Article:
If you see me wearing trackie dackies, shoot me. I’m turning over a new leaf now that I’m beyond middle-age and working from home. It’s tempting to wear track suit pants for the quick dash from study to shopping centre or corner cafe. It’s an effort to change. But after decades of caring little about fashion, I have a horror of being a frumpy older woman. “Older woman” I don’t mind; it’s the “frumpy” that rankles. And track suit pants are synonymous with frump.
It came over me a few months ago, just after I’d left full-time work and was lined up at the ATM. In front of me were two older ladies dressed in the aforementioned loose-fit leisure pants with the usual accessories: big tee-shirt, greying jogging shoes. They looked so comfortable, so tame and invisible – like nuns in civvies – that in an epiphany I saw my natural inclination, my sartorial future, and decided not to go there.
It’s not easy dressing well as an older woman. Finding the ground between frumpy and “mutton dressed as lamb” is an art known only to the initiates. I’m not the first woman to complain the fashion industry is unkind to women beyond a certain age. Despite all we hear about the spending power of the boomer generation we’re poorly served. Not every woman past 55 wants to wear shapeless sacks, elastic waistbands, and Capri pants; nor has the legs for leggings; nor the desire to spend hundreds of dollars on couture suits that will rarely get an airing any more.
Why is this suddenly an issue for me? For most of my adult years I’ve been something of a dag. It’s a reason I loved being a print journalist. It’s a profession full of daggy dressers. The female managers and the female business reporters had to don proper outfits for their business lunches. But for the rest of us it was casual Friday every day. Once when I came to the office wearing two odd shoes (a fashion faux pas I attribute to the fog of pregnancy) no-one noticed; when I came with tell-tale smears of baby vomit on my shirt collar (a hazard of working mothers) no-one saw anything amiss. Admittedly a female editor once told me in all kindness, “Adele, sometimes you’ve just got to throw clothes away.” I put on my glasses, took a closer look at my wardrobe, and saw the sense in her advice.
The clean-out left me with a stable of black pants and a handful of silk or cotton shirts and my leather jacket from Rome that I kept even though it was my oldest possession and going a bit mouldy. This all-season uniform served me well for years. Now that I don’t even have to change out of pyjamas to travel to my desk, now that donning track suit pants can be an effort, why is “frumpiness” exercising my mind? Is it because from an early age we imbibe through our skin tales and warnings about women who “let themselves go”? The story handed down from mother to daughter was of sad sacks who at some post-menopausal moment just stopped caring – about lipstick and fitted jackets and good haircuts, and sex. These women looked not to their French counterparts as role models but to Americans in their sweat pants and baseball caps.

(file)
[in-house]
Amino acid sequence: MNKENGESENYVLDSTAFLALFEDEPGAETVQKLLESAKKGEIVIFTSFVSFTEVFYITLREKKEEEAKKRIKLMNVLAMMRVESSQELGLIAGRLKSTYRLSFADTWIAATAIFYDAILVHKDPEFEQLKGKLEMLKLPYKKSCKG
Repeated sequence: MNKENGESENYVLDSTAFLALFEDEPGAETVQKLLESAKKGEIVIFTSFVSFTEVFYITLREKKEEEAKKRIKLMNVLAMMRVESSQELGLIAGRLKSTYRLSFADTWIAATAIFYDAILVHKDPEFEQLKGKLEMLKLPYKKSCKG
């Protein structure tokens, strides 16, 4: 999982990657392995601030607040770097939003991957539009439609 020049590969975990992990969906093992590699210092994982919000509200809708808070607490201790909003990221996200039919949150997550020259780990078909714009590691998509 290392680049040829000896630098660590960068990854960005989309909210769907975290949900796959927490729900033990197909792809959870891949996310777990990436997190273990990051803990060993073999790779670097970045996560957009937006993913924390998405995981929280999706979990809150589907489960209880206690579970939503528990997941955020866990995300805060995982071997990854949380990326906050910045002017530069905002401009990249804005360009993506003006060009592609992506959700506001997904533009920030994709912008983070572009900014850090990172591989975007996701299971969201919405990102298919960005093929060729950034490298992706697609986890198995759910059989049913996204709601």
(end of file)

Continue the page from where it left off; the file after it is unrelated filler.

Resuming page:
The term “letting yourself go” didn’t used to worry me in my younger days. It sounded rather freeing: letting yourself go of trivial obsession with appearance, letting yourself go of silly fashion trends. But now I’ve entered the terrain of invisible woman, easily overlooked woman, woman in that indeterminate space between middle-age and old, I feel it’s important to make an effort to stay in view, to not be complicit in society’s tendency to ‘disappear’ us.
If men have stayed the course in reading this, the same message applies to you whether in the workforce or retirement. Balding and paunched, it’s men on the other side of middle-age who may need, perhaps even more than women, to re-assert their relevance, to not fade away in faded comfort clothes that needed to be binned years ago.
Yes, brains and skills, what we say, think and do matter more than our appearance at any age. And enjoying being ourselves – feeling confident and less troubled by other’s opinions– is one of the pleasures and freedoms of getting older. But in an ageist world, the trackie dackies and similar dreary apparel can undercut our message and re-inforce stereotypes about boring, out-of-touch, older people.
So what will it take to stay visible? I love these older New York women featured in the Advanced Style blog who have made an art of being stylish. But I know I’m not that game. I took a baby step last week, laid my mouldy leather jacket to rest, and bought myself a new coat. It’s got a wicked fake fur collar you can’t ignore.
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